Integrated decision-making combines, synthesizes, and mediates information from analysis, emotion, intuition, and body when making our decisions. Integrated decisions lead to outcomes that better satisfy ourselves in analytical, emotional, intuitive, and physical or physiological ways. We can use this approach of integrating analysis, emotion, intuition, and body, what I call Integrated Investment Decision-Making, when making investment decisions that are complex and new to us.
However, we have short-cuts for Integrated Investment Decision-Making. That is where values come in. Our values are a short-cuts for integrated decision-making. A value is something that makes sense to you and you feel good about. Values are present when you are applying your intuition, as values serve as a constant guide. Our values are expressed in the decisions we make and when we ignore our values in our decisions, we end up with a result that doesn’t make sense to us analytically nor intuitively and that we feel unhappy or dissatisfied with. This couldn’t be more true than in investment decisions.
If you think about the things in life that you really care about, do your investments reflect those things? Your values represent the important things you care about and stand for. But are those things where your investments are? Your values may differ slightly depending on whether you are thinking about what values guide you as an individual versus the values that are important to you in a relationship with your partner or family versus the values that are critical to you in investing. There will be values that are core to you as an individual, in relationships, and in investing.
For example, I value Fairness. When I encounter a situation of people being treated fairly, it makes sense to me from an analytical standpoint. I feel good about fairness. It evokes a positive emotion in me. I intuitively sense fairness is a good thing in the long-run and believe that fairness will serve me and others well in future interactions and endeavours. When I experience being treated fairly or witness others being treated fairly, I physically feel good – I might even feel positive tingles in my body (which I am able to differentiate from physical sensations of fear, worry, or warning). If I come across a situation and I can identify fairness in that situation, I am able to more quickly make a decision about that situation or in those circumstances. In my investing activities, I want to invest in companies that treat their stakeholders – customers, suppliers, employees, investors – fairly. I am fair and strive for fairness in my negotiations with companies and entrepreneurs I invest in.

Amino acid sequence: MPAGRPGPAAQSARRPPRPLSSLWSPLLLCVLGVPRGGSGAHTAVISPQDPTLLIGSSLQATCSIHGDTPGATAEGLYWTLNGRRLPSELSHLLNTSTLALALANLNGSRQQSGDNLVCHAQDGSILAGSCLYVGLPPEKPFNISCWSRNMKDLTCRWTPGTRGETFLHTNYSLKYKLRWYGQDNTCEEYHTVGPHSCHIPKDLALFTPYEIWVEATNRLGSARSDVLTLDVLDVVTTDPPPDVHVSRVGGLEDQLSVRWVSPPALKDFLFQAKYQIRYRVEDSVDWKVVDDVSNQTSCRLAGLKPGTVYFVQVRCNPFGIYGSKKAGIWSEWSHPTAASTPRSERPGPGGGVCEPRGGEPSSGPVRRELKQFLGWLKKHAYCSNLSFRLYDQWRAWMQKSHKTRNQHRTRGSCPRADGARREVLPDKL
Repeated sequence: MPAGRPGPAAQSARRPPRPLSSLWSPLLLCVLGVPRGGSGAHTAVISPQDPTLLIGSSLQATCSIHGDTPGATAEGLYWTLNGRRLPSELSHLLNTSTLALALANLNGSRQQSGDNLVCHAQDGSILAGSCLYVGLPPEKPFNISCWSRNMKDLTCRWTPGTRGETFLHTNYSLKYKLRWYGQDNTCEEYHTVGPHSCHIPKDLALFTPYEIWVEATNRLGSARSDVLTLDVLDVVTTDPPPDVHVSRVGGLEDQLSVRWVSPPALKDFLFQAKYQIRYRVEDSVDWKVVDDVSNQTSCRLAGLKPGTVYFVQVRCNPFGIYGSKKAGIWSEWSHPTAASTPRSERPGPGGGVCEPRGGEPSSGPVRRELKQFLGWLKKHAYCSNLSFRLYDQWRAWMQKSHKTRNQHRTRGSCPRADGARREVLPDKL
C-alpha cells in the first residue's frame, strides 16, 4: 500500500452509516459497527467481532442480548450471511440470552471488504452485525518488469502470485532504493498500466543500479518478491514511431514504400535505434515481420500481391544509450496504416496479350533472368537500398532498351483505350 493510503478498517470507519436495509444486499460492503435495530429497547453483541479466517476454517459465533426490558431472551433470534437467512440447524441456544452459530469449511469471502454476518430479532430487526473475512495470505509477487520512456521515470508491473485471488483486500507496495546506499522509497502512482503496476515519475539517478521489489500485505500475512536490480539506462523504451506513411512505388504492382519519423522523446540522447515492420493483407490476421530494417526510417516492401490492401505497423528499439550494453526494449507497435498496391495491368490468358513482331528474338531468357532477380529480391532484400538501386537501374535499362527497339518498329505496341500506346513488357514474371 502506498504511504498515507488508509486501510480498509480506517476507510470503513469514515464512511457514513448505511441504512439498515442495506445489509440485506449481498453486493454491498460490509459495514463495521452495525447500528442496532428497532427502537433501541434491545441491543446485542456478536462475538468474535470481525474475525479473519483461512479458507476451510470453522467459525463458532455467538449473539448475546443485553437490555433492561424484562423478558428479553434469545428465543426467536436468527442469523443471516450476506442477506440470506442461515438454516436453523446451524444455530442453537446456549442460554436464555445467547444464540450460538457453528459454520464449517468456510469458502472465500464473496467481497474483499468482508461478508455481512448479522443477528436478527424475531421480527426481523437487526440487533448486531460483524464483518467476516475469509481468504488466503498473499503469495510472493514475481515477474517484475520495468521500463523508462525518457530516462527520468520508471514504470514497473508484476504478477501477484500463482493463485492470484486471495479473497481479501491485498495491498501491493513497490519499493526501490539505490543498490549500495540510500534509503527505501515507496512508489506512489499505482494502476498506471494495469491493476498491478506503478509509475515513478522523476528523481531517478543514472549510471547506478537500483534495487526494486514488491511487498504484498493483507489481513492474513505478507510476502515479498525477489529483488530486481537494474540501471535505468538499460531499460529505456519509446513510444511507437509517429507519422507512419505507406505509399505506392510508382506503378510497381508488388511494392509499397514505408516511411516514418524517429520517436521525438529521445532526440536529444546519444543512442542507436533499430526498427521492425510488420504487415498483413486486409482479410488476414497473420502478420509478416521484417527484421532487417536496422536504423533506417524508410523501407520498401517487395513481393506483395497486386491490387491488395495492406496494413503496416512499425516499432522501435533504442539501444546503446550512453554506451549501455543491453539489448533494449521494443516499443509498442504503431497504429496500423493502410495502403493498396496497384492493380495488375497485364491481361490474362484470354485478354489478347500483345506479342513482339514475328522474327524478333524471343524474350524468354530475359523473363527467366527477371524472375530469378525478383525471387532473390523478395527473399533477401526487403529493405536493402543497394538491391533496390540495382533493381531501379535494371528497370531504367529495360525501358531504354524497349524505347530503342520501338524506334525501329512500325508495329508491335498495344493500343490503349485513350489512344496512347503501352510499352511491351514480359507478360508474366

If integrating analysis, emotion, intuition, and body into decision-making is the long-form, aligning your values to your decisions are the short-form.
Investing with your values means using your values to influence the decisions you make in your investing activities and ensuring that your investment decisions reflect your values.
This post is the first in a series of four. The posts that follow will talk about the three key decisions you need to make in the investment process and for each one, how values influence the decisions.
If you ever encounter a situation where you need to make an investment decision, but you are unsure what to do and reflecting upon your values also doesn’t make the decision clearer for you, that is when the tools and techniques of Integrated Investment Decision-Making come in useful. More on Integrated Investment Decision-Making to follow.
Note: This post also appears on Quora.